By Oluwabusayo Madariola
The young woman sniffed the riffling pages with her eyes closed. Drawing a long breath, the musty smell caressed her nostrils. She was at the fourth bookstore and had asked to see the blemished, slightly worn-out brown book slanted against the array of vertically arranged spines behind the tall, locked glass bookshelf. What seemed to be the name of the author, BY A BOSTONIAN, had first caught her attention. The title, TAMERLANE AND OTHER POEMS, however, seemed quite ordinary. “That goes for five hundred and ninety-eight thousand,” said the bookkeeper in a white knitted high-neck sweater with long sleeves. He gave her a bleak look-over. Adjacent to the bookshelf was a large circular coffee brown table with pedestal legs. Hard copy books in dark colours were stacked according to width. A single grey sofa faced the branded glass window of a huge cláirseach with metallic strings. On its armrests laid empty stockings in red and green with white and yellow embroidery loops. A cream-coloured throw pillow with the picture of a reindeer nested at a corner. “Thank you,” she said, handling the buckram-covered book back. She smoothed the pink ribbon holding her ponytail.
She removed the bow barrettes. Gusts of wind ruffled her mid-back blonde waves into her face. Standing on the boulders breaking the currents tumbling from the Atlantic Ocean, she observed its rich, light sky blue colour. Removing her shoes, she took steps down the granite stones. She spread her arms, inhaled deeply and stuck her tongue out. The salty ocean air, carried in by the incoming waves, dissolved down her throat.
Straightening out the frayed corners of the worn-out diary, she took in a long drag of air from its gutter. Her eyes settled on the sentences highlighted in light green as she caressed the hair clips securing her hair. The tattered book was part of the personal items collected from his desk. The voice of the driver made her look up. “That’s a Nigerian hip-hop artist. Wizkid. Heard of him?” She followed his indication to the art on the pier. Underneath the bridge, the sea of heads flowed rapidly in different directions. She looked to the right. The elevated walkway was dominated by hawkers. An elderly woman sold plastic bottled water inside an oval bowl. The younger women selling fried buns on a tray called out to a toddler in dirty oversized shorts, who was running barefooted, and with outspread hands towards Santa in a rumpled red and white costume. Santa’s padded buttocks jutted out and jiggled as he danced, pointing to passers-by to check out the plastic watches displayed on the brown carton by his foot. She saw street urchins block the passenger door of the rusty yellow fourteen-seater. The bus driver was attempting to pick passengers by the side of the pavement. He had told her about this part of the city. Her mouth curved into a smile. Her eyes remained lifeless. It would be their third remembrance. The contracted driver-cum-escort glanced at her through the rear-view mirror. “British?” “Irish,” she said. Turning back to the highlighted words underneath the cursive handwriting, she read, “‘Life is a tale, told by an idiot, full of sound, and fury, signifying nothing...’ Could Macbeth be right? Maybe not, I know and understand my life, I know my place in this world.”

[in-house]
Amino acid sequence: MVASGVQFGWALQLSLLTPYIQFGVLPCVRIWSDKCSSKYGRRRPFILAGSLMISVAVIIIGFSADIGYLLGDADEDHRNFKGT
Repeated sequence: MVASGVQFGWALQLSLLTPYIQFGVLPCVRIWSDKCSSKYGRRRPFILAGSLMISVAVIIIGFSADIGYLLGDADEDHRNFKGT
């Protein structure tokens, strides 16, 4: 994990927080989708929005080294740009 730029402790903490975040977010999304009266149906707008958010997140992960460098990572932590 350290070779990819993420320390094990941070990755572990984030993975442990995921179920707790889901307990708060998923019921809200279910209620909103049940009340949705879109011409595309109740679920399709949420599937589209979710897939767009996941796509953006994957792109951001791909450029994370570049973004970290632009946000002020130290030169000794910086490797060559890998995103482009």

Sunflower imprints covered the plastic body of the deep pink toddler bed. Minnie Mouse, wearing a pink polka dot head bow and a smiling face, formed its footboard. Without the hairpins securing her curls in place, her thick jet-black hair tumbled down in massive ringlets. She looked angelic with her eyes closed in spite of her dishevelled hair on the tiny doughnut pillow under her head. Their luggage was packed by the front door. A Christmas tree with wrapped presents around its trunk stood close to the door. Garlands lighted the stairs. Her husband was in the kitchen, packing some snacks when she made a last-minute dash to the convenience store. Thick smoke rose from what seemed to be the chimney of the house. Blaring lights and commotion had caught her attention from the corner street. Neighbours were outside, some still in their robes, covering their faces in horror. Throwing down the package, she ran towards the building. Police officers caught her by the yellow barricade tape with Do Not Cross in bold. Covered bodies were carried out on stretchers by sombre-looking firefighters. She tore away from the grip of law enforcement agents and ran towards the open door of the ambulance. She dove into the two stretchers, yelling their names. What smelled like burnt pork on a grill knocked her into unconsciousness.
She scrubbed the tears from her cheeks. Then lifted the spine of the diary to her nostrils. His scent still lingered on it. The hair clips also still had the fragrance of talcum powder. The night before the incident, he had laid on her lap. She had lovingly stroked his bushy afro hair as he told them folktales his grandmother had raised him on. Their little girl, seated on the rug, listened with rapt attention. Her light blue eyes, wide with excitement. The coroner had said it was a gas leak. That Christmas was supposed to be celebrated with his family. She would have been meeting them for the first time. She didn’t want to remember them by their last smell. From the half-opened window of the car, even on another continent, the dry harmattan festive air smelled charred.
Oluwabusayo Madariola enjoys writing realistic fiction. Her works have appeared or are forthcoming in Writers Space Africa, The Kalahari Review, Isele Magazine, and Northern Anthology of Short Stories. She loves the serenity of any open space because it affords her the open-mindedness to conceive stories in her head.